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Balanced Fare: We Report, You Deride

Saturday, October 05, 2002

A Pure Indulgence Of My Dark Heart

Never have so many provided so much mirth to so few. We have lit the "Torch" again, and are contemplating the following:

Ted Barlow: Well, it's the issue that everyone is talking about. To me, it seems pretty clear. Deadlines are deadlines, and rules are rules. When candidates miss them, especially after disgracing themselves by violating the laws they're sworn to uphold, they shouldn't be on the ballot. There is no legal argument to support these candidates, just vague appeals to "the will of the people." That's why I join with principled, consistent conservative commentators to insist that Katherine Harris be removed from the ballot in Florida."

Jeff Cooper: "The New Jersey Ballot : Ted Barlow [above] is back... with an amusingly pointed observation about the New Jersey ballot controversy..."

Josh Marshall: "(Where these gun-slingers for the rule of law were when Mitt Romney got a pass, and rightly so, on his Massachusetts residency requirement I just don't know.)"

Daily Kos: [Referring to Josh Marshall's piece]: The Mitt Romney angle is brilliant, and I'm kicking myself for not have thought of it myself....

At the time, I criticized Democrats for trying to get Romney off the ticket. Look it up here if you don't believe me. I made the same arguments in the Kathleen Harris case."

First, this is an impressive roster. Ted Barlow is new to me, but the other three are consistently smart and interesting. My problem is entirely one of disappointed expectations. Three of these folks provided no links to anything about Harris or Romney. Sure, there's "google", but how about a bit of help, since you seem to be so knowledgable about these cases, and expect me to be as well?

The Daily Kos did provide some story links, and some very revealing links to his own archives. Perhaps we will find clarion calls for voter choice - solve these disputes at the polling place, not the courthouse! Hmm. Don't take my word for it, look for yourself, but in each case, the entire Daily Kos sentiment seems to be, these lawsuits might be a tactical mistake. The only discernible principle is power - lawsuits in the case of Harris and Romney don't make sense because they won't help elect Democrats. Admirably consistent, but it is not clear how a Republican ought to apply this to the Torricelli Debacle.

All four seem to endorse the notion that someone who did not articulate a view on Harris, Romney, or both, should not comment on Torricelli, or perhaps, should not be taken seriously if they do.

My goodness. Well, folks are free to set their own standards for judging the consistency of another, just as we are free to set our own standards in judging the intellectual coherence of another. To help gauge the intellectual coherence of this particular "where were you on Harris and/or Romney" argument, let me offer the following defense:

As to Harris, I paid very little attention. My impression was that she was one of several Republicans qualifying for a Primary in a safe Republican district, and that, whether she or another Republican won would have roughly zero impact on the tussle for control of the House. Having read through the linked story from Daily Kos, it is still not clear to me whether that is the situation, but we do see a principled Dem in the last paragraph:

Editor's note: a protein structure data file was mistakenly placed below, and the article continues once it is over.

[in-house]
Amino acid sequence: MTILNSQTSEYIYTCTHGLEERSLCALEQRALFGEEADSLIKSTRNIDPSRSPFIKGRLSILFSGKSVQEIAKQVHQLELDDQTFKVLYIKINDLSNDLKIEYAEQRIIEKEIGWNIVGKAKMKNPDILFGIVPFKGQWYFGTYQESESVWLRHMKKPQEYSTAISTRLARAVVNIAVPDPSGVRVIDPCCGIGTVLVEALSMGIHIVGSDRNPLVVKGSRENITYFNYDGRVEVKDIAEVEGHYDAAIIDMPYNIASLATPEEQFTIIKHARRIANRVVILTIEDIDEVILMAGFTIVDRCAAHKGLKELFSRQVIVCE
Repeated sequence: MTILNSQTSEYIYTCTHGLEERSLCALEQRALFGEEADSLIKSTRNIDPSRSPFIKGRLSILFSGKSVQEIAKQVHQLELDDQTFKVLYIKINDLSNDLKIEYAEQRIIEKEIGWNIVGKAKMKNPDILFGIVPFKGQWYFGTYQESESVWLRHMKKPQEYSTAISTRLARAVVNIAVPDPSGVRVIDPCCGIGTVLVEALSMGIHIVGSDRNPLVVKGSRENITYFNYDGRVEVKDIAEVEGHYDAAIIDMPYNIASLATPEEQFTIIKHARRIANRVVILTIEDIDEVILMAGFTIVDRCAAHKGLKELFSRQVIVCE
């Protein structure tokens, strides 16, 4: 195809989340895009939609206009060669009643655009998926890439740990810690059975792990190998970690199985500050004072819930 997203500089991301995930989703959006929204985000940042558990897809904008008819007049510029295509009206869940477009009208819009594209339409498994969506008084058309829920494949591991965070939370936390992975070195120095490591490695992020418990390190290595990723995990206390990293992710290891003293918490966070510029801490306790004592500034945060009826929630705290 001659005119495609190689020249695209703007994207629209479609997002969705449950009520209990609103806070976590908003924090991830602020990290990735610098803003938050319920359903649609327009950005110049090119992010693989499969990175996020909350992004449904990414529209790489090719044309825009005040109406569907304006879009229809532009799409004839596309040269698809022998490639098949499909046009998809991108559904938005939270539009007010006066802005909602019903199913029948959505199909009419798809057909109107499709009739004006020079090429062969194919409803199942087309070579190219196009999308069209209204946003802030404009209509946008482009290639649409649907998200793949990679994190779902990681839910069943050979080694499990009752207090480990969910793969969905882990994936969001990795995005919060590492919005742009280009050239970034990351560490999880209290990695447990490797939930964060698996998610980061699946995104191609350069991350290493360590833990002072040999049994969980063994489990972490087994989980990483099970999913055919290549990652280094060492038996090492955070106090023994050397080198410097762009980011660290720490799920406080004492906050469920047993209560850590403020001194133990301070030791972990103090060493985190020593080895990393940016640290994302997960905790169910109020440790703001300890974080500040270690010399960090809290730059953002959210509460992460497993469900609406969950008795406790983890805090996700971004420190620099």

"Jan Schneider, one of four Democrats seeking the seat that most experts assume Harris will win easily, said she is consulting a lawyer about the situation but doesn't know whether she'll take legal action.

``for someone who purports to comply with the letter of the law, this doesn't sound like it,'' Schneider said. ``I think the voters deserve a race on the issues - for this to be decided on a technicality might be unfortunate.''

Well, good for her. Anyway, yes, guilty as charged: I don't obsess about Florida, I don't care about Harris, and I made a judgement that this story was amusing but inconsequential. Here's a blog that refers to the same "automatic resignation" statute mentioned in the news story, but you know what? I still don't care.

And Romney, prospective Governor of Massachusetts? Well, can he affect the Red Sox? If yes, then I guess I'm interested. But since my Yankees had the Boys from Beantown under control all summer, I could care less about this state race, and anyone who thinks I am going to immerse myself in the minutia of Massachusetts residency requirements should be kind enough to send me some of whatever they are smoking.

So again, you got me - a race of no national import that is out of my area, and I don't care. Grab your heart medicine.

Now, given my deplorable lack of intellectual curiousity and consistency, how dare I comment on Torricelli? Well, I am from New Jersey originally, I read the NY Times, which couldn't keep this story off the front page, and the story has great significance for the control of the Senate. Please, is anyone seriously suggesting that these three stories are remotely comparable in news-worthiness? Hey, like lots of folks, I blog about what interests me. Check the Times, see how much ink they splashed on Harris and Romney.

I will grant the following: it might be fair to ask someone what conclusion they might reach in applying whatever principles they appled to "Torricelli" to the other cases. Bit of a retro-spective consistency check. But to make the clear suggestion that, if you did not have a contemporaneous interest in these minor cases, you are somehow disqualifed from commenting on this major case - silly.

So, gentleman: it's an amusing chant. "Harris and Romney, Harris and Romney". I hope that none of you are pretending that chanting is a substitute for reasoned argument.

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